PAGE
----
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Every Hunter Wants to Know: A Leningrad Life, by Mikhail Iossel

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Every Hunter Wants to Know: A Leningrad Life, by Mikhail Iossel

Iossel - Every Hunter - Final Cover.jpg
Iossel - Every Hunter - Final Cover.jpg

Every Hunter Wants to Know: A Leningrad Life, by Mikhail Iossel

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Set against the backdrop of Leningrad, this novel centers around the life of precocious loner Yevgeny Litovtsev.


From Publishers Weekly

In these 10 stories Soviet emigre Iossel, recently a Stegner Fellow at Stanford University, sketches his days first as a child of the city known as "the Venice of the North" and later as an arrival in the seductive and disturbing "Abroad." Yevgeny ("Zheka") Litovtsev, the author's fictional counterpart, observes his relatives, friends, neighbors and countrymen with an eye so calm that it's a shock when the occasional reminder of the pre- glasnost era intrudes, as in "Red Square"--when, visiting Lenin's Tombsic with his grandfather, Zheka sees that an encounter with a man wearing "a military overcoat with sky bluesic four-star colonel's shoulder straps and a tall Astrakhan hat" has struck fear into his grandfather's heart. It's another shock, a pleasant one, to recognize how successfully Iossel has embraced his new language. Rarely does a non-native speaker deliver intimate glimpses of faraway delights and nightmares in such vigorous English. The title story, recalling a mushroom hunt in a rugged forest ("We were Jewish. Jewish people in Russia usually stay away from the woods"), takes its name from a mnemonic device: in Russian, the first letters of Every Hunter Wants to Know Where the Pheasant's Hiding are also the first letters of the colors of the rainbow. 
Copyright 1991 Reed Business Information, Inc.

From Kirkus Reviews

A promising first collection of stories in English by recent Russian ‚migr‚ Iossel that together form an impressionistic picture of growing up in an increasingly cynical and malfunctioning Soviet Union. ``Beyond the Pale'' introduces the narrator, young Jewish dissenter Yevgheny Litovtsev, or Zheka, living in Leningrad and forced to do demeaning jobs while he struggles to write. In the title story, he recalls his reactions to Yuri Gagarin's space flight, when those ``who were squeezed to death in the happy crowd of Gagarin's great victory were happier than they were ever likely to be if they kept on living.'' These thoughts are expanded on through Yevgheny's bittersweet memories of gathering mushrooms in the countryside as a six-year-old, when all things were possible and ``Russia was joyous and looked eternal beyond the window.'' Each subsequent story chronicles the character's growing disillusionment with the system, itself deteriorating but nonetheless intrusive and punitive. He unwittingly humiliates his loyal communist grandfather (``Red Square'') by loudly accusing him of not really loving Lenin; then spends a feckless college summer as a train conductor (``Wings''), and, later, in ``Bolgoye'' (chosen for the Best American Short Stories 1991), recalls the emotionally confused days before he was finally granted an exit visa. The last piece (``Insomnia'') is a claustrophobic but affecting chronicle of what happens to a writer who's suddenly thrust into an alien culture where his talents are worthless. Like Nabokov, Iossel has brilliantly mastered English, but these stories, accomplished as they are, are marred by the ever- present narrator, whose legitimately intense emotions and responses need some leavening, some other perspective. Still, a notable debut. -- Copyright ©1991, Kirkus Associates, LP. All rights reserved.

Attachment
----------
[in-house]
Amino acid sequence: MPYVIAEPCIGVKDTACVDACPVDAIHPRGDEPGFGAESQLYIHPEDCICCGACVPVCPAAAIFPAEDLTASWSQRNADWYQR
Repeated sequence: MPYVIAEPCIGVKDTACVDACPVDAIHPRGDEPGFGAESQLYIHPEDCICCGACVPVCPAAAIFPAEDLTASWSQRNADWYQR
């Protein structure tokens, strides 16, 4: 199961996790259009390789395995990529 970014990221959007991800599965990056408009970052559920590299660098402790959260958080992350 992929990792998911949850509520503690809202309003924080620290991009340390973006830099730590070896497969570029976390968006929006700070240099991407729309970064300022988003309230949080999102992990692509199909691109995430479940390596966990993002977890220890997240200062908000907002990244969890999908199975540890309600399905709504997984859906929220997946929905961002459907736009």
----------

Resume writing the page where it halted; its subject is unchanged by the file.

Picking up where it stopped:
Mikhail Iossel was born in Leningrad in 1955 and came to the United States in 1986. One of his stories was included in "The Best American Short Stories 1991". This collection was written in English.